She also asked a Bosnian war widow and her three children what they would like. "The oldest girl said, 'We are not the kind of people who can say, I want, I want, I want. We have an apartment, we have furniture, we have pots and pans. I don't think we need anything else.' "
By gently probing, Lytle eventually found answers to her wish-list questions. The son likes skateboards. One daughter longs for a camera so she can take pictures to send home to Bosnia. The oldest girl loves guitar music.
"When we deliver those wrapped packages, that will be very exciting," Lytle says.
As she works with businesses and individuals to find holiday sponsors for each refugee family, she finds their response gratifying. Many volunteers thank her for giving them the opportunity to help.
That outpouring changes the way refugees view the holidays, Lytle says. "Whatever traditions they came from, they are all amazed by the spirit of Christmas they have experienced here - the food, gifts, and invitations to celebrations they receive from strangers or those they barely know. After living through carnage and horrors, it is a very special lesson for them to see the kindness of strangers."
Such generosity across the country leaves everyone, recipients and donors, feeling grateful. But its seasonal nature poses a problem for those who work with refugees.
"Everyone feels incredibly generous during the holiday season," Mr. Meek says. "That is absolutely wonderful. On the other hand, our clients need this kind of generosity throughout the year."
Last month in Providence, Simon used the history of Thanksgiving to reassure newcomers that however difficult their adjustment might be, others before them have survived even greater hardships.
"I told them that the Pilgrims made it through the first year, and they would, too," she says. "Refugees are always resettled into poverty. The first years are so hard."
But as immigrants create new celebrations, they also recall the customs they left behind.
In the Venezuelan town where Campos lived, residents use a doll to symbolize the baby Jesus. Neighbors honor the infant by gathering at one family's house in the evening for cake and fruit. The next night the celebration and the doll move to a different home. This continues until Jan. 7, when residents take the doll to church.
On Christmas, Campos says, many families serve Hallacas, a traditional tamale-like dish wrapped with banana leaves. A Spanish grocery store in Providence sells banana leaves, enabling her to continue her culinary traditions. Her extended family will join Campos, her husband, and their five sons for Christmas.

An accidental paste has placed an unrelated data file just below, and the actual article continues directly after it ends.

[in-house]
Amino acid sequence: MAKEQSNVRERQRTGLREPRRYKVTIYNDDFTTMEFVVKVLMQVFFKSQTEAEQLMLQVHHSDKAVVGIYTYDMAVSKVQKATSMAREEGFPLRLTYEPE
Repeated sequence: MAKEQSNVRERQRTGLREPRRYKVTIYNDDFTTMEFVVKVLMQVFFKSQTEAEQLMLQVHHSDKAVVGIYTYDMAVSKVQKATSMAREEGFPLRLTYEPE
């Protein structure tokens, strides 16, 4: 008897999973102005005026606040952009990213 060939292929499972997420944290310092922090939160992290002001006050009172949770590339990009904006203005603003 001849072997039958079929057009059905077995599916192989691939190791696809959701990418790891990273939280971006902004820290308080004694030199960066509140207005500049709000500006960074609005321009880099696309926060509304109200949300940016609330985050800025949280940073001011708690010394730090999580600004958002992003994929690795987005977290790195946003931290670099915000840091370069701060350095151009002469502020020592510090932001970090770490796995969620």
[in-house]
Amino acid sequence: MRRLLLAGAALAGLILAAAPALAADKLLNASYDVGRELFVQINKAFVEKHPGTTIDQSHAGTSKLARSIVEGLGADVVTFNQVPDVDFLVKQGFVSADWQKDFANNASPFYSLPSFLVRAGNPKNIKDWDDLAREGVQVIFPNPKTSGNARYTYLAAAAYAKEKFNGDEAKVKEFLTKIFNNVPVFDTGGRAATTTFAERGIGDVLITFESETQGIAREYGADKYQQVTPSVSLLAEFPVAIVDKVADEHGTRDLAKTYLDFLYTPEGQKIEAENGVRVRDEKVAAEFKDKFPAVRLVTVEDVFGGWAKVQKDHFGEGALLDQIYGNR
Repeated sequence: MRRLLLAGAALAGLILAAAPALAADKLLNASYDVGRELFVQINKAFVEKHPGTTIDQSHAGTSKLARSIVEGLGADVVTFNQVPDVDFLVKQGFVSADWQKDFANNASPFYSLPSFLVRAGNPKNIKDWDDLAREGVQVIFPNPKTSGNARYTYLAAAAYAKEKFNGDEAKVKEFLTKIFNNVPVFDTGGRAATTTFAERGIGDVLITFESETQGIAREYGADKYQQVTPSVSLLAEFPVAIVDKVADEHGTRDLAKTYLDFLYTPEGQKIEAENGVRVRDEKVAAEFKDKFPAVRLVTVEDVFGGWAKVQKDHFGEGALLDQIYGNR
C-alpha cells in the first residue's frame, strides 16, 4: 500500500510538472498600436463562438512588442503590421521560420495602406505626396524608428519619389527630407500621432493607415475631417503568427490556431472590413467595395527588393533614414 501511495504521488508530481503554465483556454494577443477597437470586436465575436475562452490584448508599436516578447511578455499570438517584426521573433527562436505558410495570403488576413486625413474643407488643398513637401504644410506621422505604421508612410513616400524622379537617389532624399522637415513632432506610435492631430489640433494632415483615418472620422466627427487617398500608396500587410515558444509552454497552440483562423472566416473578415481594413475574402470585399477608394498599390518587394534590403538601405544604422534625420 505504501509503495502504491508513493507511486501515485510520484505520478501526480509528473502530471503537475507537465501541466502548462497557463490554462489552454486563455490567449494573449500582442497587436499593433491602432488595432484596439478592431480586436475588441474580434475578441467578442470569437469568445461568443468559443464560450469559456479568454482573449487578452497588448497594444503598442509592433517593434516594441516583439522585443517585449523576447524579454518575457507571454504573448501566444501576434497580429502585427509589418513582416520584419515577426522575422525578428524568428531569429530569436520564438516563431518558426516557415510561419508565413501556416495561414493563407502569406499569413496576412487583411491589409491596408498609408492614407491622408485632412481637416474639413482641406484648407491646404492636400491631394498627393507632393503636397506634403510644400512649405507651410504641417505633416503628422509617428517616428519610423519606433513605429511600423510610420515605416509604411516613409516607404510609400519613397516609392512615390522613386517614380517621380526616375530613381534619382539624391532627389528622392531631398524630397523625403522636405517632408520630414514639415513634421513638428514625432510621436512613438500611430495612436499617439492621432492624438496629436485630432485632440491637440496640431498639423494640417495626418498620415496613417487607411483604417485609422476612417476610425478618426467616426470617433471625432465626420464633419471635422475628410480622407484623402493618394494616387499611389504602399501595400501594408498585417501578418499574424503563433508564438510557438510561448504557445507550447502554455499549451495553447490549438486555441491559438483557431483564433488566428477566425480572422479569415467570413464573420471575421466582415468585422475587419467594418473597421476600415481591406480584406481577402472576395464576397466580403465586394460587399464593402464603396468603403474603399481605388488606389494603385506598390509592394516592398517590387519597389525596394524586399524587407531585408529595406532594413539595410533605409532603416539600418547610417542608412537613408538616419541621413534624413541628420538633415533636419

Mrs. Kassahun, from Ethiopia, explains that in her country, "the old generation go to church, pray, cook food, be with friends and family." Young people, by contrast, celebrate. "Most of them don't go to church. They go to parties."
In Liberia, Madave says, Christmas is a time to "dress up fine" and visit friends. He calls it a "grand spiritual feast" and a children's feast, adding, "We try to make children happy."
Liberians also use the holiday as a time of reconciliation. "If there are any difficulties in the family, it's a time to resolve and mend differences," he says. "You don't have to enter the new year with old problems."
If a couple is thinking about separating, he continues, it becomes a time to speak out and confess what is wrong. The wife's family and the husband's family are both there.
"There is forgiveness," Madave says. "Most of the time, we use the children to bring the two parties together, because the fruit of a marriage is children. You have to come together and bring them up the right way. Do it for the sake of the children."
Liem Bui, who arrived in Boston Sept. 4 from Vietnam with his wife and three children, finds this season a time to give particular thanks. He spent more than 11 years in reeducation camps in Vietnam, and the family waited decades to reach the US.
"In Vietnam, freedom is a dream," he says. "My family is thankful to the American people and government."
A City Hall worker in Chelsea, Mass., gave the Buis a Christmas tree. The family will cook a turkey, following a tradition they enjoyed in their homeland. "Turkey is very special in Vietnam," Mr. Bui says. "You have turkey if you can afford one." They will also attend a church service conducted by a Vietnamese priest.
Even Muslims sometimes adapt secular parts of the American holiday. Mohammad Hussain Dadrass, who arrived in Boston in August 2001 with his wife and five children, enjoys an artificial tree.
"We also received some gifts last year for my kids - some toys and clothes," he says. Formerly an orthopedic surgeon in Kabul, he now works the night shift at a copy center.
As Christmas approaches, those who work with refugees and immigrants praise them for what they have accomplished.
"How courageous and brave they are to have left homes and careers and extended families behind, for the promise of new dreams," Meek says.
Simon shares that admiration. "They have wonderful resilience, and such hope. It's inspiring to see them after a couple years."
Whatever challenges immigrants meet this year, their faces beam and their eyes dance as they describe their feelings about their adopted homeland.
"I love Christmas in America," exults Campos. "I love white Christmas. Oh, when I hear those Christmas songs, I feel like I'm in peace. I love to buy Christmas presents for all my family and friends, and see their faces.
"Everybody's nice," she adds. "That's what I love in America - a big heart for everybody."